Fretting Again About Splintered Culture

PyramidsI am still fretting about the fact that we don’t read or watch the same things. The same books? Are you kidding? The same TV shows? Not likely. We don’t even watch the same news. I continue to ask the question how a culture can cohere when no one is paying attention to at least somewhat similar things.

Someone told me the other day about a study of the way information is used from Google. The task was for a group of people to Google the word Egypt (it could be almost any important word). The observer then took note of what people chose to follow out of the long list available under Egypt. Some chose contemporary events flowing out of the Arab Spring. Some chose to look into the rich history of ancient Egypt, its enormous intellectual accomplishments. Some wanted to know more about Egypt, yes, something about its history, but what is it like today? Some even took their cues from travel promotions.

So what do we understand about Egypt? Well, a lot of different things. It depends.

What do we think or care about any subject, from the national debt, to sports, to religion? What holds us together as a culture? What holds our attention more than a day or two? What does culture mean when information flows so wonderfully freely and the truth of anything is up to our individual choices?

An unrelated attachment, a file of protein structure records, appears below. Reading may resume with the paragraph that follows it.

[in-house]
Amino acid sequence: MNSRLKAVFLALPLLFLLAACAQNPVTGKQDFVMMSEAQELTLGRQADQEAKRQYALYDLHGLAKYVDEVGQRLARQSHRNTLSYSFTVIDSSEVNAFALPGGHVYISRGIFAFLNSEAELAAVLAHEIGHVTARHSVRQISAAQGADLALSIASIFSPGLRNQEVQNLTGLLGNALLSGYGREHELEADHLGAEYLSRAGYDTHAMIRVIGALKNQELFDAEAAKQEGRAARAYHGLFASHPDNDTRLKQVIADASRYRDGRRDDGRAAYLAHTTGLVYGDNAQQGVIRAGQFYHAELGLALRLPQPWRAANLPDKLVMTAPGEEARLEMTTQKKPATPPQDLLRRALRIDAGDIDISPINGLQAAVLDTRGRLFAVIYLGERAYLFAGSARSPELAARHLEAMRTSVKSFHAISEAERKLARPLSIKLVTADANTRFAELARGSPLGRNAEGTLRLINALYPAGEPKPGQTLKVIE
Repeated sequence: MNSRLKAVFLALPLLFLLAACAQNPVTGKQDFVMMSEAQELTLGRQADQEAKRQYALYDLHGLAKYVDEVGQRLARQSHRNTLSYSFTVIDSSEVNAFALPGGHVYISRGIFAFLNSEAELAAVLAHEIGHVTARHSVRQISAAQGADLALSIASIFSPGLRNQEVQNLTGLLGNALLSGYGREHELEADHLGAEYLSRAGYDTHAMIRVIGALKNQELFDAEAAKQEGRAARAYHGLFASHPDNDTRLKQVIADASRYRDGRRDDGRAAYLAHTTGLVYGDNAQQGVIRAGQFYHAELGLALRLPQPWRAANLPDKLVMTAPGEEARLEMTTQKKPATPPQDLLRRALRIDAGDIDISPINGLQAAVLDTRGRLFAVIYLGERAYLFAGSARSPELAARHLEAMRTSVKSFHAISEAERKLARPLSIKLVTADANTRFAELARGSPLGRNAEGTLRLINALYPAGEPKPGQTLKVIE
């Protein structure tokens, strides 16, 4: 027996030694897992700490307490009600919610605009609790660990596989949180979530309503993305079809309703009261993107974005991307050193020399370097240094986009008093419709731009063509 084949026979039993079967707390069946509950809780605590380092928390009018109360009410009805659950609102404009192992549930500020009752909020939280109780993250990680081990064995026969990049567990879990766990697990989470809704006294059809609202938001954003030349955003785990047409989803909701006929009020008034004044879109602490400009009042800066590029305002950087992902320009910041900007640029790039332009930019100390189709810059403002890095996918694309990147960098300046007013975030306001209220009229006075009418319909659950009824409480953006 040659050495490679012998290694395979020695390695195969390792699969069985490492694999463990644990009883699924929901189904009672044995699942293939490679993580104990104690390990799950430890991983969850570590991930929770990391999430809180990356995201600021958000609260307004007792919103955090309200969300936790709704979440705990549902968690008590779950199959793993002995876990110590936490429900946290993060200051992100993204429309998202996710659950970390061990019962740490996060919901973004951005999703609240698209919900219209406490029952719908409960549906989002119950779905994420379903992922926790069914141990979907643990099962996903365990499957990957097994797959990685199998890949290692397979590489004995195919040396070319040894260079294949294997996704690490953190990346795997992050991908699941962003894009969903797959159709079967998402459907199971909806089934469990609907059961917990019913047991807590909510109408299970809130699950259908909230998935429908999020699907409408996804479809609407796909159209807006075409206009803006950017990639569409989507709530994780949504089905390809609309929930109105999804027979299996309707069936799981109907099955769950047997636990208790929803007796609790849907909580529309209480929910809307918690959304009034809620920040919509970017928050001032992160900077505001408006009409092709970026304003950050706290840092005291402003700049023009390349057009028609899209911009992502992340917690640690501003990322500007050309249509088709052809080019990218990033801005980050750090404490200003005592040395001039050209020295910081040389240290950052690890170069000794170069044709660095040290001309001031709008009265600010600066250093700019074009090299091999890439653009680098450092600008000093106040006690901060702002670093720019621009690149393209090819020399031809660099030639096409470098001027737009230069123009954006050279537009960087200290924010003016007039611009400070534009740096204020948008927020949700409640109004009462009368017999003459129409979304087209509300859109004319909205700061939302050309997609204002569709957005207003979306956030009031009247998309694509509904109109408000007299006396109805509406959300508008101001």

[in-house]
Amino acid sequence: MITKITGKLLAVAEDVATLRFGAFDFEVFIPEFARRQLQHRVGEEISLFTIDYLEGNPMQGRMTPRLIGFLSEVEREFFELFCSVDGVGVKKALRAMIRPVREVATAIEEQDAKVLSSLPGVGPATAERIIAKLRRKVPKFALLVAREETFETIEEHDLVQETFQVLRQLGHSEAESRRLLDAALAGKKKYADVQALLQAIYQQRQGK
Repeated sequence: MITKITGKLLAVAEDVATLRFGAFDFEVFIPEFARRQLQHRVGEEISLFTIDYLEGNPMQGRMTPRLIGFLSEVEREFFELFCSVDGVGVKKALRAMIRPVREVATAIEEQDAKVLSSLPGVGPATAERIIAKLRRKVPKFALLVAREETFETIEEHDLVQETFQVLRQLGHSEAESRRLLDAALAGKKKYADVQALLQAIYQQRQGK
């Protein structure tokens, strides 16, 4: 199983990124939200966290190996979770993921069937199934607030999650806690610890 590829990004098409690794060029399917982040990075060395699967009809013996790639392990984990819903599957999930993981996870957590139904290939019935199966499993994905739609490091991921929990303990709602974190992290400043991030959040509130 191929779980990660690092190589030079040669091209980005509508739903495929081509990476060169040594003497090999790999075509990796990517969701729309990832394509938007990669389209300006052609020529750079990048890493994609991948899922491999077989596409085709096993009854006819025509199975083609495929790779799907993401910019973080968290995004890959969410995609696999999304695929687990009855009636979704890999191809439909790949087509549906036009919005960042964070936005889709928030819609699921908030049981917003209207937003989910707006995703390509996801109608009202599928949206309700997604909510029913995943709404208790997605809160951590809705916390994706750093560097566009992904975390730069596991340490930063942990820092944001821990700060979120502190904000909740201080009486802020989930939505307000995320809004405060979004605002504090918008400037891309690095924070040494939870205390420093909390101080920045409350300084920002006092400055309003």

I have been thinking lately about a comment the historian David McCullough made about history. McCullough was on my campus for our Downtown Business Breakfast, and he said that a culture that does not know its own history is like a vase full of cut flowers, beautiful for a moment, but destined to wilt and wither. A culture with no roots will die. McCullough said he is alarmed about the quality and coherence of the teaching of history in America today. We do not understand our history. And we must ask about the consequences.

I must add this: There was a time when the Christian story provided deep coherence for Western culture. It was the story itself, of course, but as well it was the coherence that allowed our culture to flourish and prosper. I worry about where we are headed cut from those deep and nourishing roots.

 

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Categories: America, Culture

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